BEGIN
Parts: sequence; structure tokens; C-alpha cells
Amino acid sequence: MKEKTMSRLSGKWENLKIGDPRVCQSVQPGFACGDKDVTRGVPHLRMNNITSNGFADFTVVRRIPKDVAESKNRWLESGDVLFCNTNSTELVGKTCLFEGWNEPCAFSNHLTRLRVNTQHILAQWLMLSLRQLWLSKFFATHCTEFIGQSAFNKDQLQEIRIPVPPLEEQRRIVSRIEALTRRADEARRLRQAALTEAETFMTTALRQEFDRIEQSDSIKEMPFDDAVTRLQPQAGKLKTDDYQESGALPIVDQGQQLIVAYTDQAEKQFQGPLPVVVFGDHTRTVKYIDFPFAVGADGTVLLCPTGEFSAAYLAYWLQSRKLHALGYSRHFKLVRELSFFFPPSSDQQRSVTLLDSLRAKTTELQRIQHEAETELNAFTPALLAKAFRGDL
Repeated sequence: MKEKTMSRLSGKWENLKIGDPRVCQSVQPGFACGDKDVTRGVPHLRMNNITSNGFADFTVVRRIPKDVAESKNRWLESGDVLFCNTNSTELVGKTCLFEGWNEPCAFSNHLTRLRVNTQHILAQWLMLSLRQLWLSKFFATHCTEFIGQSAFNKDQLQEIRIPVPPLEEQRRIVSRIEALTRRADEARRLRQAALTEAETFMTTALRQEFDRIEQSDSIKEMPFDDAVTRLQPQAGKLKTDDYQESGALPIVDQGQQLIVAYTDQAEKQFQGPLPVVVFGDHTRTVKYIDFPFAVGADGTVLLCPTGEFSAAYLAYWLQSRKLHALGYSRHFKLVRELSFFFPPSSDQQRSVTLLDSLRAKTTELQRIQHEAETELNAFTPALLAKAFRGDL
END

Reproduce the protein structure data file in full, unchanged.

Parts: sequence; structure tokens; C-alpha cells
Amino acid sequence: MKEKTMSRLSGKWENLKIGDPRVCQSVQPGFACGDKDVTRGVPHLRMNNITSNGFADFTVVRRIPKDVAESKNRWLESGDVLFCNTNSTELVGKTCLFEGWNEPCAFSNHLTRLRVNTQHILAQWLMLSLRQLWLSKFFATHCTEFIGQSAFNKDQLQEIRIPVPPLEEQRRIVSRIEALTRRADEARRLRQAALTEAETFMTTALRQEFDRIEQSDSIKEMPFDDAVTRLQPQAGKLKTDDYQESGALPIVDQGQQLIVAYTDQAEKQFQGPLPVVVFGDHTRTVKYIDFPFAVGADGTVLLCPTGEFSAAYLAYWLQSRKLHALGYSRHFKLVRELSFFFPPSSDQQRSVTLLDSLRAKTTELQRIQHEAETELNAFTPALLAKAFRGDL
Repeated sequence: MKEKTMSRLSGKWENLKIGDPRVCQSVQPGFACGDKDVTRGVPHLRMNNITSNGFADFTVVRRIPKDVAESKNRWLESGDVLFCNTNSTELVGKTCLFEGWNEPCAFSNHLTRLRVNTQHILAQWLMLSLRQLWLSKFFATHCTEFIGQSAFNKDQLQEIRIPVPPLEEQRRIVSRIEALTRRADEARRLRQAALTEAETFMTTALRQEFDRIEQSDSIKEMPFDDAVTRLQPQAGKLKTDDYQESGALPIVDQGQQLIVAYTDQAEKQFQGPLPVVVFGDHTRTVKYIDFPFAVGADGTVLLCPTGEFSAAYLAYWLQSRKLHALGYSRHFKLVRELSFFFPPSSDQQRSVTLLDSLRAKTTELQRIQHEAETELNAFTPALLAKAFRGDL